Aaahh! Thanks.


Glad you liked the picture of me as a young man (my avatar)!

My Lord Lighning,
Sire, such awe inspiring modesty.

Your Humble Servant,

Back on topic - A healthy dose of uncommon sense wrapped up and delivered in a hilarious diatribe. Read it, I urge you. In fact, do more than read it, absorb it. Mr Bywater can actually help you reclaim ownership of your life.


At least we agree on something, :wink:

I first opened my copy, at p126, read, " Im Running Away, Please Make Me Some Sandwiches", and collapsed in a heap. Hes so funny.

I`ve got BB sat on top of Lost Worlds (another one of Michael,s; same rapier sharp…), on the window ledge almost at my elbow and I alternate between them two or three times a week, most weeks.

I can only read one paragraph at a time though. I don`t think Id survive anything more. Just checking that I had the words in their right sequence , I had tears on the old cheeks.

Kinda life affirming though, when you realise the Great Guy`s articulating, effortlessly, most of what you believe.

I can highly recommend Lost Worlds. You only need spend a few minutes between the pages of either book, for a boost.

Take care

Thanks for the recc, this sounds like something I must track down.

There was a book I read a while back-- Consumed: How Markets Corrupt Children, Infantilize Adults, and Swallow Citizens Whole by Benjamin R. Barber.

It discussed this phenomenon as being deliberately created and had a lot of thought provoking points to make.

However, as a book, I found it rather dry, and the author came off as a grouchy old man ordering kids off his lawn.

Pity, really, because I enjoyed the ideas. Just not the book.

I’ll deny it, as I don’t think it’s quite right. Modern society and the welfare state (yes, even that half-assed attempt at a welfare state we have in the US) don’t turn adults into children: the system exists to keep children from ever becoming adults. The schools train children to obey, to let “the people in charge” do their thinking for them. The colleges and universities continue this training in obedience, and the media reinforces this training by parading an endless train of “experts” ready to tell you exactly how you’ve fucked up your life, and how to fix it.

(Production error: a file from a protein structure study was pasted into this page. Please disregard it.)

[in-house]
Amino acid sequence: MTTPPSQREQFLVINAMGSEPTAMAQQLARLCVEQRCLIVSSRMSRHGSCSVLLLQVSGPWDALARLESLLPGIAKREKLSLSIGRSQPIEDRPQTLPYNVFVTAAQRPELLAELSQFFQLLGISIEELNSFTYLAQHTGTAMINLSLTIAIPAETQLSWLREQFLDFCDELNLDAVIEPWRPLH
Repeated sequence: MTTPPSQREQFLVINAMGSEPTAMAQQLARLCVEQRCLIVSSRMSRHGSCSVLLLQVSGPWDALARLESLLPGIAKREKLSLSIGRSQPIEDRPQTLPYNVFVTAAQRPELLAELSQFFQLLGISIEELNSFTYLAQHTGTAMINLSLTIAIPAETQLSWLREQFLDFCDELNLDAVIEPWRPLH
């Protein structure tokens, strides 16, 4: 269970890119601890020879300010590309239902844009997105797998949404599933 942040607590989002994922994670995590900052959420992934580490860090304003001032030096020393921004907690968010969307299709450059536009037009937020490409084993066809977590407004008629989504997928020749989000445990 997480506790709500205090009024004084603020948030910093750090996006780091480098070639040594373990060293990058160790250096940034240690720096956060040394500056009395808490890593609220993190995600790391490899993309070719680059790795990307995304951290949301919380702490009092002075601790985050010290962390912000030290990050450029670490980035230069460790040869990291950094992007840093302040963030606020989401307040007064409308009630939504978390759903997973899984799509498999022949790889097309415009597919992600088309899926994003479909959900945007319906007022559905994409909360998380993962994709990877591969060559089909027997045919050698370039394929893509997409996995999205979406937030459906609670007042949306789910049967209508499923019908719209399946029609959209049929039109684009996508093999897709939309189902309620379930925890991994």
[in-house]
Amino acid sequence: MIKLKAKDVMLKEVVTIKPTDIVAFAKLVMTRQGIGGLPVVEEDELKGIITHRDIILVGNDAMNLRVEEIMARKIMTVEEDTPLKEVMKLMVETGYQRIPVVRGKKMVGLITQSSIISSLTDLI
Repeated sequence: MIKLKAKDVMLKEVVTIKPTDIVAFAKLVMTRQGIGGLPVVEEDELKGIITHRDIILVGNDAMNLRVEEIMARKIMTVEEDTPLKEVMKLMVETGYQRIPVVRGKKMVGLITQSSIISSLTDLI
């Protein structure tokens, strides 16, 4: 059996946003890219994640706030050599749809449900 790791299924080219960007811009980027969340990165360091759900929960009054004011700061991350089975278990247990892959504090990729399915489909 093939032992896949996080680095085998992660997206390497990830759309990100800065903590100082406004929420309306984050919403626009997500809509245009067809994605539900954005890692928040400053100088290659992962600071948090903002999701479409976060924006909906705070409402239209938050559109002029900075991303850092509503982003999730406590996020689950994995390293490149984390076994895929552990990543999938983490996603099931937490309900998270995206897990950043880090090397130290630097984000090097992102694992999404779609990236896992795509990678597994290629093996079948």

It’s not in the government’s interest to have a society full of adults. A society of self-reliant adults would not tolerate a paternalistic government that regiments their lives while bribing them with bread and circuses.

It’s not in business’ interest to have a society of self-reliant adults: self-reliant people are less willing to buy everything they’re told they need to buy in order to “be happy”.

It’s certainly not in the interests of organized religion to suffer the existence of self-reliant adults. Grown-ups accept that someday they will die, and face their mortality with calm acceptance, rather than a desperate desire to be “saved”; they don’t need God, or those who claim to speak for It.

I’m 29, and I’m probably not a true adult yet, despite being married, gainfully employed, and possessed of some grey about the temples. I’d like to think that I’m getting there, though.

Coo-er. This is what you get when you can’t remember your login so you search for your name to see what you posted under…

Well very gratifying I must say. I must also say that I think Big Babies could have been an awful lot better. It’s got some good bits in it, but it seems to me that it doesn’t actually go anywhere. I mean, I state my thesis, rant a bit, game over. There’s no arc to the thing. In fact, I’m going to write to the author and complain, you see if I don’t.

Anyway, I didn’t come here to moan about my own book. I came here to moan about Scrivener, so if you will excuse me…

The one who dies with the most toys wins!

I guess I would question what is the “definition” of “grown up”?

When one is young they strive to be older. As one ages they wish to be younger. I wonder at what age was satisfaction met or are we in an endless cycle of futility?

Easy: a grown up is somebody who commits a crime. Just take a listen to the news sometime:

“An eighteen year-old man was yesterday involved in a stabbing.”

“The eighteen year-old boy was murdered by…”



This man speaks Truth!
Dastardly criminals. But alas where does Vic-k fit in since he is a three legged Pirate Dog?

Criminal or Romantic?

I myself looked up the definition of Pigeon and one caught my eye. Since I am neither a child nor am I grown up (I believe it is never to late to have a happy childhood) maybe this defines me well…

Now Keith get back to your book er I mean coding! er…yeah. :slight_smile: